The overall goal of this project is to understand how the molecular motor dynein is regulated to produce the high beat frequency and complex waveforms characteristic of motile cilia and flagella. In mammals, motile cilia / flagella are required for sperm propulsion, removal of debris from the respiratory tract and middle ear, circulation of cerebrospinal fluid, and for determination of the left-right body plan during development. As a consequence, defects in ciliary motility result in impaired fertility, respirator distress, hydrocephalus, otitis media, and/or randomization of the left-right body axis. While significant progress has been made in understanding the force generating properties of the dynein motors, how microtubule sliding is controlled both spatially and temporally remains one of the biggest unanswered questions in the field. Substantial evidence indicates that the central apparatus and radial spokes are major components of a signal transduction network which controls microtubule sliding and ciliary beating. Significant efforts from our lab and others have established the composition of these structures, yet, integrating these components into a broader mechanistic understanding of ciliary motility is lacking. In this proposal, we take a fundamental step towards bridging this gap.
In Aims 1 and 2 of the proposal we will capitalize on our discovery that the two radial spokes (RS1 and RS2) of the repeating spoke pairs are heterogeneous in composition.
In Aim 1 our identification of the microtubule binding adaptors for RS1 and RS2 provide us with the opportunity to define a mechanism for the targeting and anchoring of specific spoke associated proteins that likely establish the 96 nm axonemal repeat.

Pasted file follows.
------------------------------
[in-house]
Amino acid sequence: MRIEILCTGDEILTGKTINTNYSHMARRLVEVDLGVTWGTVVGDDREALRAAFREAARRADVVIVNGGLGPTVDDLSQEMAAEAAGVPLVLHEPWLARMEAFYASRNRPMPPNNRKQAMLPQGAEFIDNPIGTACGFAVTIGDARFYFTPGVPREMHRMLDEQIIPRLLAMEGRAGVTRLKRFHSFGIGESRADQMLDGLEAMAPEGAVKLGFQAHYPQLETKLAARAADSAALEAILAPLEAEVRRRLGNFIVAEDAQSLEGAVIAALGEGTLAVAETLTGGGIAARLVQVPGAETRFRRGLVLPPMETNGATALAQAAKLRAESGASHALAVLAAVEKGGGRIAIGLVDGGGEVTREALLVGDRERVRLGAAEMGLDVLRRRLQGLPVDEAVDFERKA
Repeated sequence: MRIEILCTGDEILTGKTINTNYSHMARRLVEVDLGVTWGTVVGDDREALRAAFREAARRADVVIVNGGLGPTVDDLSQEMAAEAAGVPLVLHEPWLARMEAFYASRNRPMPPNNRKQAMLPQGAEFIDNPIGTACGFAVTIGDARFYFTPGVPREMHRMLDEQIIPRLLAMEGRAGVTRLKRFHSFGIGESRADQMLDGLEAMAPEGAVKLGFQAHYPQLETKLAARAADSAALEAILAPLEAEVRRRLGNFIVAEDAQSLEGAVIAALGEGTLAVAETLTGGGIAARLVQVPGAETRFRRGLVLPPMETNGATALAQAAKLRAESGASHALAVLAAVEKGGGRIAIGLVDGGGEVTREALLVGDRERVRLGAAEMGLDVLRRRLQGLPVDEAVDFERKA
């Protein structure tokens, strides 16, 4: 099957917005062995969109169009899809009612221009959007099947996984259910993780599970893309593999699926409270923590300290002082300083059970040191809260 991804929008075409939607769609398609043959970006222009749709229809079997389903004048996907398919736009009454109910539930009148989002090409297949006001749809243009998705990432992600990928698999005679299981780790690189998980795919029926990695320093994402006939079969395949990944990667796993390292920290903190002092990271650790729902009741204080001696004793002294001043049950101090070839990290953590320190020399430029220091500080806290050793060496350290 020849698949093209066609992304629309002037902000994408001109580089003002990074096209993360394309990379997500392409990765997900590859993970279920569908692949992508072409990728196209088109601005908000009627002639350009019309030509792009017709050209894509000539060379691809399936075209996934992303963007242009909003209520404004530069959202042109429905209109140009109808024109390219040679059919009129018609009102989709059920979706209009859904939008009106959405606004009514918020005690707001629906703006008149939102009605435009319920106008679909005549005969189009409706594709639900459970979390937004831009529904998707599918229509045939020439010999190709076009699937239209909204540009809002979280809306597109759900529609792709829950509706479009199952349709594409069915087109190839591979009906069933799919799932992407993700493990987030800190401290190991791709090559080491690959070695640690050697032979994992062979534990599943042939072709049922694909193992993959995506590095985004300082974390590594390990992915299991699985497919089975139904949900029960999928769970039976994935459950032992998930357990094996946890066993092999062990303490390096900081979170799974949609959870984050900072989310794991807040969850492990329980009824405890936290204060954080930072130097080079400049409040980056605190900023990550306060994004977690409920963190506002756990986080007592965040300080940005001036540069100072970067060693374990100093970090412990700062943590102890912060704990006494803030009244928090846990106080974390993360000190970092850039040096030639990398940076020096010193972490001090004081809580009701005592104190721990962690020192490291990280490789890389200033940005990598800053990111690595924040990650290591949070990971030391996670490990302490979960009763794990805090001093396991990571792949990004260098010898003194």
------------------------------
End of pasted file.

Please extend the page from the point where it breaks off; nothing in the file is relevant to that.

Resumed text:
In Aim 2 we test the hypothesis that each spoke in the pair controls the activity of specific dynein arm subforms.
This Aim i s supported by our discovery that the adaptor for RS2, the CSC, is required for WT motility and makes contact with the dynein regulatory complex and specific inner dynein arm isoforms.
In Aim 3 we focus on radial spoke - central apparatus interactions.
This Aim i s founded on our discovery of complexes associated with the C1 microtubule of the central apparatus that are essential for wild-type motility. We will combine genetics, functional assays and biophysical /computational approaches to identify key interactions between the central pair projections and radial spokes and to test hypotheses about how physical interactions between these structures modulate microtubule sliding and ciliary beating. Experiments in Aim 3 will likely reveal new principles for the frictional forces acting ata nanoscopic scale in biological systems but which have profound consequences on cell function. Our combined studies will bridge major gaps in our understanding of ciliary motility by addressing fundamental question about how spatially and temporally controlled interactions between large, highly conserved, macromolecular assemblies regulate dynein-driven microtubule sliding. These studies will also have an impact on the more general field of microtubule-associated motors.
We are interested in defining mechanisms that regulate the dynein family of motors responsible for ciliary and flagellar motility. In mammals, the motility of sperm flagella is essential for fertility, and motile cilia found a variety of epithelial surfaces perform critical functions including mucociliary clearance in the respiratory tract to remove debris and pathogens from the lungs, circulation of cerebrospinal fluid in the brain ventricles, and determination of the left-right body plan at the embryonic node during development. As a consequence, individuals with defects in ciliary / flagellar motility may suffer from impaired fertility, respiratory distress, hydrocephalus, and/or randomization of the left-right body axis.